... do we have any MeFites in Bradford?
posted by davemee at 7:06 AM on January 10, 2016 [13 favorites]


The British public is coming to an awareness that what these curry houses are serving is not real Indian food.

Anyone remotely interested in UK food has known that for years, but we still love our 70s curries. In fact, if like me you grew up eating at UK Bangladeshi curry houses, you may want to create the authentic 'base sauce' at the heart of all those dishes at home. Buy 'The Curry Secret' (hundreds of five star reviews) and you will not be disappointed (although your house will get smelly - the onions must be boiled, for a start).
posted by colie at 7:07 AM on January 10, 2016 [7 favorites]


Ok, I'm going to get reamed for this, but it's relevant and interesting, so I'm posting it anyway. When I lived in New York, I remember my Indian friends telling me that most Indian restaurants in New York were actually owned by Bangladeshis. And it turns out that most of them are (or were, as of fifteen years ago) from Sylhet, too:
''I'd say 95 percent of New York's Indian restaurants belong to Bangladeshis,'' said Akbar Chowdhury, a daytime manager of Great India.

But it doesn't end there. Almost all of those Bangladeshis come from one sliver of Bangladesh: Sylhet, a region of emerald green ricefields and dense tea gardens on the country's eastern border, where the Gangetic plain meets the rugged hills of the isolated Indian Northeast and Myanmar.
Weird!

Sorry. I will now stop talking about the US. It's really about Sylhet, though, right?
posted by ArbitraryAndCapricious at 7:12 AM on January 10, 2016


So much stuff getting thrown around in this without data or sources. The weak pound that prices spices out of the market is the same strong pound that prevents manufacturing exports? The hollowed middle is what - £4 or £7 for a main course? £15? £27?*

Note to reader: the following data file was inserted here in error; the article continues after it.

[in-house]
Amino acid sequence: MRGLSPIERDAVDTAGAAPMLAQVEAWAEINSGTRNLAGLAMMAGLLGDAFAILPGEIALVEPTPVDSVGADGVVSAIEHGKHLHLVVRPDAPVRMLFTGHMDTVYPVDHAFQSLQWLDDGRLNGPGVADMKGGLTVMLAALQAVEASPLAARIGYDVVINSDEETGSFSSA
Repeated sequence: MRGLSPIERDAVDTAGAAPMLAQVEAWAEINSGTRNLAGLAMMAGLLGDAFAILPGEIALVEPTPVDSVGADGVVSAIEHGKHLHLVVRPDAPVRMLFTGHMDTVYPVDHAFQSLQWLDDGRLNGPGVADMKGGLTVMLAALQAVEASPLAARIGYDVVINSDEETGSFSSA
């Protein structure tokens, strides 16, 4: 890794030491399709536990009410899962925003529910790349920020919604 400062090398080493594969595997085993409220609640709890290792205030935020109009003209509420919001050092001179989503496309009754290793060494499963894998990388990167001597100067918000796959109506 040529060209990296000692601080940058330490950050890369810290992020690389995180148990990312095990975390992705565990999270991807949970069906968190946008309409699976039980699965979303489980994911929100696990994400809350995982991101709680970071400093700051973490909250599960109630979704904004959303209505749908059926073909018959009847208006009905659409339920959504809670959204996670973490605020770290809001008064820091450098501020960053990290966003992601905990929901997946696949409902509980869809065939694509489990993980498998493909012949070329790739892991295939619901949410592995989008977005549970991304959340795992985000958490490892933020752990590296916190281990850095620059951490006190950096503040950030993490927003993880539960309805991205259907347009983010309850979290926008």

*Because all of those are main course prices at my local family run Indian restaurant which is actually Nepalese money, Bangladeshi chefs (but only on Thursdays to Saturdays because they're all at college doing engineering or stats degrees), Polish waitresses, and either white British or Nepalese punters eating off menu, and every Indian family in town goes to the new vegetarian dosa place at the top of the hill that does food that the Aunties like and it stops them complaining.
posted by cromagnon at 7:19 AM on January 10, 2016 [2 favorites]


I think part of the problem there is that I suspect China does not have a tradition of eating out for anything other then 'special' meals.

This was not my experience of working in China, and indeed, like many locals, I went out for quite a lot of my meals, and had a great variety of food available. Those were the days - baozi, all kinds of fried dumplings, jian bing, steamers full of various dumplings, the place with all the soups, the Xinjiang food places, the Hong Kong place with the spicy soy milk, the Szechuan place...and that was just the informal places we ate near the university...not to mention all the different fruit. I ate better there than ever in my life, and looking back I've always kind of regretted leaving. Admittedly, Shanghai is an exceptionally fine city and superbly located from an eating-seasonal-fruit standpoint.
posted by Frowner at 7:28 AM on January 10, 2016 [7 favorites]


The one and only time in my life that I ate in a curry house in London, was at 7pm on the 7th of July 2005. Those of you who remember 7/7 might recall this was the moment curfew was lifted. It was my first trip to London and I'd only arrived the evening before from my friend's place in North Yorkshire - somehow I'd managed to fly directly from Chicago to Teesside.